Address correspondence to Nancy N. Maserejian, Sc.D., New England Research Institutes Inc., 9 Galen Street, Watertown, MA 02453; e-mail: firstname.lastname@example.org. Karen E. Lutfey, Ph.D., and John B. McKinlay, Ph.D., are also with the New England Research Institutes Inc., Watertown, MA.
Do Physicians Attend to Base Rates? Prevalence Data and Statistical Discrimination in the Diagnosis of Coronary Heart Disease
Article first published online: 23 SEP 2009
© Health Research and Educational Trust
Health Services Research
Volume 44, Issue 6, pages 1933–1949, December 2009
How to Cite
Maserejian, N. N., Lutfey, K. E. and McKinlay, J. B. (2009), Do Physicians Attend to Base Rates? Prevalence Data and Statistical Discrimination in the Diagnosis of Coronary Heart Disease. Health Services Research, 44: 1933–1949. doi: 10.1111/j.1475-6773.2009.01022.x
- Issue published online: 13 NOV 2009
- Article first published online: 23 SEP 2009
- Clinical decision making;
- coronary heart disease;
- gender differences in care;
- statistical discrimination
Objective. To examine whether physicians attend to gender prevalence data in diagnostic decision making for coronary heart disease (CHD) and to test the hypothesis that previously reported gender differences in CHD diagnostic certainty are due to discrimination arising from reliance on prevalence data (“statistical discrimination”).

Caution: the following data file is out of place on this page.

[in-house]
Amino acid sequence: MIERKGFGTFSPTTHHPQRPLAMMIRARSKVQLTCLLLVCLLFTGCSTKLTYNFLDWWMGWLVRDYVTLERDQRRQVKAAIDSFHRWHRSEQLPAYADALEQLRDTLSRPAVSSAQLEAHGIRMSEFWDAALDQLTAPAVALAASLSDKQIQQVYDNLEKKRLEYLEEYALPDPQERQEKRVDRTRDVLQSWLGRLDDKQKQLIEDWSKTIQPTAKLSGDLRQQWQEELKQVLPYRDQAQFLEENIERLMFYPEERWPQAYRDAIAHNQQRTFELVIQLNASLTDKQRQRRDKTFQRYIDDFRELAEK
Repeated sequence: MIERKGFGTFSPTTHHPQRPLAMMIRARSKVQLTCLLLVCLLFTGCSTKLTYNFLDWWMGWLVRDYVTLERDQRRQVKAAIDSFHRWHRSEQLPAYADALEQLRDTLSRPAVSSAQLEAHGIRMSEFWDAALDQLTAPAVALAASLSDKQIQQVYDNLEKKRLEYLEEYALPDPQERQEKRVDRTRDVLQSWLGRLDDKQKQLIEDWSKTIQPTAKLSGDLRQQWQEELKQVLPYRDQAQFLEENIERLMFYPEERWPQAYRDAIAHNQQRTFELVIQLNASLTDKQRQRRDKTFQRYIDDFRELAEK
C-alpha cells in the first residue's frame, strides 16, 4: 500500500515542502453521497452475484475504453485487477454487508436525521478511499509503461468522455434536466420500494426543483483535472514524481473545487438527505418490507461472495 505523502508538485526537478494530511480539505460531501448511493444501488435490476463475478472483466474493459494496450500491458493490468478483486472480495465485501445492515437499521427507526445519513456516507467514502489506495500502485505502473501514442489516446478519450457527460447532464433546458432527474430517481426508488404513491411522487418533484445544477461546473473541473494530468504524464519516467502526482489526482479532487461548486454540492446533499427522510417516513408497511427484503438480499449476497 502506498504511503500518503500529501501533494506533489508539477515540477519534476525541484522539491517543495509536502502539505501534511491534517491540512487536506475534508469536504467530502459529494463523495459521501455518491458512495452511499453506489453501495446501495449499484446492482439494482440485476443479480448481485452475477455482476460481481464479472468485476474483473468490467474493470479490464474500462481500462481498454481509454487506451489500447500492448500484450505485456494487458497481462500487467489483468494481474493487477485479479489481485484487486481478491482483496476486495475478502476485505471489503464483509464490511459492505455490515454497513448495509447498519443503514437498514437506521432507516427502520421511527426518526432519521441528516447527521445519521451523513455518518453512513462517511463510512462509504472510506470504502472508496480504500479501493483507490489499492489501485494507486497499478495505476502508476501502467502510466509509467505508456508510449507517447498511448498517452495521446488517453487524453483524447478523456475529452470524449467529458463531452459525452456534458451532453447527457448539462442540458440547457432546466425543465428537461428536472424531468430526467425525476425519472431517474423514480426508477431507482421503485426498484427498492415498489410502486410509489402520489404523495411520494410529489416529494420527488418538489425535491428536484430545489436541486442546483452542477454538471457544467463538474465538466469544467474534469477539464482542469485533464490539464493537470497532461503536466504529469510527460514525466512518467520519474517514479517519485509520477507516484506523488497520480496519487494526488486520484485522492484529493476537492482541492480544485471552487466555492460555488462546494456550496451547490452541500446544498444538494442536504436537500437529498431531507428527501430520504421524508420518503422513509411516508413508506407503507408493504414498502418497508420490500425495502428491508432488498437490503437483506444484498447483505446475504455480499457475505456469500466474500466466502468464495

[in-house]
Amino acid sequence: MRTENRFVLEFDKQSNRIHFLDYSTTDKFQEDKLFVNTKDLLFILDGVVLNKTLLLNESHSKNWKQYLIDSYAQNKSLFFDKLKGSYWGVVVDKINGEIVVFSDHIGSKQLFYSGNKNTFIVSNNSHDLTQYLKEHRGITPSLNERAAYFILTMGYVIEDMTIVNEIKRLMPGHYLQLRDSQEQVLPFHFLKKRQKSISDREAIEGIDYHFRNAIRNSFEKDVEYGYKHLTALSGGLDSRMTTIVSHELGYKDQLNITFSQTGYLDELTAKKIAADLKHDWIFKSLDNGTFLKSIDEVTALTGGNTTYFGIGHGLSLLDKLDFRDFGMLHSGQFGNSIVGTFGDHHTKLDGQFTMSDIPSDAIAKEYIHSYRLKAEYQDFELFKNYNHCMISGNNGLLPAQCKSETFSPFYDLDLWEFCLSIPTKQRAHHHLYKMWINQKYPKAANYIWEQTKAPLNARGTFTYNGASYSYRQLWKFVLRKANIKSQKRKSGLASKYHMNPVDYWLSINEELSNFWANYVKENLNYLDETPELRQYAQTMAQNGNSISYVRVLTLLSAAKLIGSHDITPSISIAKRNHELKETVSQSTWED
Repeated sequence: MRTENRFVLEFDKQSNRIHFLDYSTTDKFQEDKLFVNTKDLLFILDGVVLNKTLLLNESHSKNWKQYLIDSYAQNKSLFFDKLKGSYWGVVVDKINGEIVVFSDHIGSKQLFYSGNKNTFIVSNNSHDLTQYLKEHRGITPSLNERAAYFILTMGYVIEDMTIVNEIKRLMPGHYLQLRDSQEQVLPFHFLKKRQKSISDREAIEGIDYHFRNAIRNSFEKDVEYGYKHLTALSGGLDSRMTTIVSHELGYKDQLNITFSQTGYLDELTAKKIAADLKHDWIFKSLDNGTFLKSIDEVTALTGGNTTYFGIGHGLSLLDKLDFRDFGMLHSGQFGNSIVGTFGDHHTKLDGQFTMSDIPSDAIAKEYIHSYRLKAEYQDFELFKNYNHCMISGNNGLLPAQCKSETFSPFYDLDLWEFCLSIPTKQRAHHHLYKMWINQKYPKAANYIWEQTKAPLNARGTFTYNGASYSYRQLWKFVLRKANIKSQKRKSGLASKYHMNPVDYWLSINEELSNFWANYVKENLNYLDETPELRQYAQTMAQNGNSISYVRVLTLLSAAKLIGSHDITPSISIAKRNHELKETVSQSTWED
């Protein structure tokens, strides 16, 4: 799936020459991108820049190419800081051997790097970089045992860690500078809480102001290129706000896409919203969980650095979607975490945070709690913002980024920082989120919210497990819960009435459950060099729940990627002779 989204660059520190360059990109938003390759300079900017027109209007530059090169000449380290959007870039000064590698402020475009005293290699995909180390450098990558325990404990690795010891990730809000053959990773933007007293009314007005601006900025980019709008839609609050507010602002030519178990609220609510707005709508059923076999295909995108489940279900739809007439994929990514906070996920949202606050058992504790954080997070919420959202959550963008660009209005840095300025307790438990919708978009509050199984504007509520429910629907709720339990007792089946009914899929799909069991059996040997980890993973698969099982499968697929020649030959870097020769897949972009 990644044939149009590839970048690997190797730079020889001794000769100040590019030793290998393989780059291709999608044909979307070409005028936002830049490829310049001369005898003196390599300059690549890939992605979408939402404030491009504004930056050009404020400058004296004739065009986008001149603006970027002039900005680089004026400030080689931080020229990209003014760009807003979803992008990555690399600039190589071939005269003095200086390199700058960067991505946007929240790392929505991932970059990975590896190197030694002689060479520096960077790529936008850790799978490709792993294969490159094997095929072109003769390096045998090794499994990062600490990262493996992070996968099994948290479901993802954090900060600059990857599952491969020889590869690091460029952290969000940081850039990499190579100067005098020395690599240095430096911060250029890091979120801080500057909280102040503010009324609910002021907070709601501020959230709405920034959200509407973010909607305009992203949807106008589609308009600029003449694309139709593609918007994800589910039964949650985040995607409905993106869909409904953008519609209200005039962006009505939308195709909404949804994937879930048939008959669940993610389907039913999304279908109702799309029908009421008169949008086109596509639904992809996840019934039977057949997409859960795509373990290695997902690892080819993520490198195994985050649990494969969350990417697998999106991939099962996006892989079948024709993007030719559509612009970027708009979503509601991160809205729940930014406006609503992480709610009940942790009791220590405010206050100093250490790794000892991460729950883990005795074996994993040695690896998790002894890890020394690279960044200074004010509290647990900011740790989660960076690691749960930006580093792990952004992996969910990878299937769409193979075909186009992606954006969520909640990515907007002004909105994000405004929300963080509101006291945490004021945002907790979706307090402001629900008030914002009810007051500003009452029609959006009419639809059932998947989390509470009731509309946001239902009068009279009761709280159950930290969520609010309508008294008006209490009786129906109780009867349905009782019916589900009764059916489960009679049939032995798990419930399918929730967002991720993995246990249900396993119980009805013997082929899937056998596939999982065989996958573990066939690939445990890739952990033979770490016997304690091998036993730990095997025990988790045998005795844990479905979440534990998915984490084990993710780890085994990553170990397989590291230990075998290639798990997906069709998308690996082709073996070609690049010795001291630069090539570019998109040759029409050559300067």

Data Sources. A vignette-based experiment of 256 randomly sampled primary care physicians conducted from 2006 to 2007.
Study Design. Factorial experiment. Physicians observed patient presentations of cardinal CHD symptoms, standardized across design factors (gender, race, age, socioeconomic status).
Data Collection. Structured interview.
Principal Findings. Most physicians perceived the U.S. population CHD prevalence as higher in men (48.4 percent) or similar by gender (44.9 percent). For the observed patient, 52 percent did not change their CHD diagnostic certainty based on patient gender. Forty-eight percent of physicians were inconsistent in their population-level and individual-level CHD assessments. Physicians' assessments of CHD prevalence did not attenuate the observed gender effect in diagnostic certainty for the individual patient.
Conclusions. Given an adequate presentation of CHD symptoms, physicians may deviate from their prevalence data during diagnostic decision making. Physicians' priors on CHD prevalence did not explain the gender effect in CHD certainty. Future research should examine personal stereotypes as an explanation for gender differences.